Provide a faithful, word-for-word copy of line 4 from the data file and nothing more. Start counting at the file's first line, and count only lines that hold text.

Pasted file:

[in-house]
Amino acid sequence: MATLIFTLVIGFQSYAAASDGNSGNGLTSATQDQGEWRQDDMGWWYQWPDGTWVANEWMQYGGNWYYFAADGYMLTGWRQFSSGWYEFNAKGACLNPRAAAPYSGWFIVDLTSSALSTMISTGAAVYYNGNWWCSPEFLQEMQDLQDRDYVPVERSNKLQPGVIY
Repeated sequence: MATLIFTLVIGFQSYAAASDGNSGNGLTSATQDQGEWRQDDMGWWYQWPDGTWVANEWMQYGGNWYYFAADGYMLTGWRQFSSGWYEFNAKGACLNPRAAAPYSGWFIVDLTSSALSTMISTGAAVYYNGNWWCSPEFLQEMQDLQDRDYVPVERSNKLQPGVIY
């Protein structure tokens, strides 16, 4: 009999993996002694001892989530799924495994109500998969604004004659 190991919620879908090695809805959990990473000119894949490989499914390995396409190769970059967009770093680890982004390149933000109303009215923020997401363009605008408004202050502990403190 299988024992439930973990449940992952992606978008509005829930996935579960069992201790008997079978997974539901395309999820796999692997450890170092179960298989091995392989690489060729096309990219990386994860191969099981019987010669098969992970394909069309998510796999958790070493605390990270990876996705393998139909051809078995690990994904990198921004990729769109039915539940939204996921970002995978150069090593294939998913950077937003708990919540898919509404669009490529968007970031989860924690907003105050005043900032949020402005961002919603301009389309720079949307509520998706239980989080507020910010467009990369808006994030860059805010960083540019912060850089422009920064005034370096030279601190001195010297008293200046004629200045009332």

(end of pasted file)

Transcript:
């Protein structure tokens, strides 16, 4: 009999993996002694001892989530799924495994109500998969604004004659 190991919620879908090695809805959990990473000119894949490989499914390995396409190769970059967009770093680890982004390149933000109303009215923020997401363009605008408004202050502990403190 299988024992439930973990449940992952992606978008509005829930996935579960069992201790008997079978997974539901395309999820796999692997450890170092179960298989091995392989690489060729096309990219990386994860191969099981019987010669098969992970394909069309998510796999958790070493605390990270990876996705393998139909051809078995690990994904990198921004990729769109039915539940939204996921970002995978150069090593294939998913950077937003708990919540898919509404669009490529968007970031989860924690907003105050005043900032949020402005961002919603301009389309720079949307509520998706239980989080507020910010467009990369808006994030860059805010960083540019912060850089422009920064005034370096030279601190001195010297008293200046004629200045009332």